Indeed, it is the conservative southern U.S., especially the South central and South east, who have led the way in blocking serious climate action, as it were, making yesterday’s worst-case scenario into today’s likely outcome.
Romm says the accelerating changes will shock fans, “many of whom have been heavily disinformed by their politicians and favorite media outlets.” Far more important matters than football will occupy the overheated world that awaits my children and grandchildren, and I doubt the inevitable calls for domed, air-conditioned stadiums will be heeded. As for today’s climate change skeptics and outright deniers not just in the South but everywhere, I wonder how many have asked themselves “what if we’re wrong?” That question inevitably leads to the one I keep asking myself: “Why don’t you do more?” But the most uncomfortable thought isn’t a question: “Imagine how we’ll be remembered.”
When we were kids, my brothers and I spit a lot. Our spitting styles varied in volume, range, and sound but had the same goal: create tough-guy facades. In those days of grappling with budding masculinity, I could not have foreseen that the spit I sent flying so often would mean so much now. Saliva of all things has opened a crack in the towering black wall that hid my very distant past, revealing a path to nameless, faceless ancestors.
The crack is my DNA, identified and analyzed via spit samples I sent to the company 23andMe. Among other things, 23andMe pinpointed the distinct genetic threads of my parents that trace back to two radically different times, places, and cultures. Some 10,000 years ago, as sea levels rose dramatically as the Ice Age ended, the North Sea swallowed the likely home of my father’s ancestors, a vanished place sometimes called the Stone-Age Atlantis. Doggerland was sandwiched between modern-day Denmark, The Netherlands, and United Kingdom, and was a place of natural bounty that National Geographic has visualized. My mother’s ancestors, the reviled and persecuted Roma people, often called gypsies — fled Eastern Europe for Portugal around the 15th century. They arrived in Europe from India more than 1,000 years ago. My mother’s genetic subgroup is among the smallest so far identified, and my father’s is the most prevalent in Europe today.
Armed with this information, I find myself wondering how these backgrounds influenced my parents, who had no inkling of their deepest roots. It’s difficult not to ascribe characteristics to them based on what little is known about their ancestors. My father loved the water so much that he made sure his sons were raised on the shore of a Florida lake. We visited the ocean often as well. With all her qualities my mother had a fiery, mercurial temperament and other traits that one might associate with the stereotypical image of gypsies. Have two people so different ever married?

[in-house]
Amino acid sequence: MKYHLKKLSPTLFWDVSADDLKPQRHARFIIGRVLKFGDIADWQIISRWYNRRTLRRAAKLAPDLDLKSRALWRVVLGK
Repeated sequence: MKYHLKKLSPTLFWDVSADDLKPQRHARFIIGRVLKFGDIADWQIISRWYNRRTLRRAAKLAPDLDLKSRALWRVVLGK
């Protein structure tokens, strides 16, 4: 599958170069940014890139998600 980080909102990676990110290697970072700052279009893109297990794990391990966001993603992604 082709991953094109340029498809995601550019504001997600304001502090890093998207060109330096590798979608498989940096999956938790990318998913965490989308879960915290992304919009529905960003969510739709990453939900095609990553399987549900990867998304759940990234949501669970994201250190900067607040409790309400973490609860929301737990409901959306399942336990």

The genetic path I explore through them stretches far back, past darkness. Much searching remains. The path also leads in the other direction, to me, and forward beyond the horizon.
Thankfully no one can see our dreams. In these impenetrable realms we have no choice but to watch bizarre and disjointed narratives starring ourselves in roles not of our choosing. Like everyone I suppose, I want to attach meaning to my dreams. But aren’t they random shards of memory reassembled into stories that never were and never meant to be?
Then again such thinking keeps me from enjoying, even reveling in, reunions with loved ones and friends, some dead for decades. Take last night’s encounter with high school buddies: two with whom I still talk, one who died from injuries in a college accident — his paralyzed legs withered but his smile back, and inevitably the girl who exited the dream with too much unsaid. If asked to write the plot’s highlights, I would deliver an empty page. Only the actors go unforgotten.
Maybe like all others the dream was merely the brain clearing its cache and rebooting for the next day, an automatic mental house cleaning. I choose to think last night’s dream was more. Upon waking a feeling lingered for a few moments then slipped away. Putting it to words now doesn’t bring back the feeling but captures why it felt so good: unburdened by the weight of so many years, we were together again.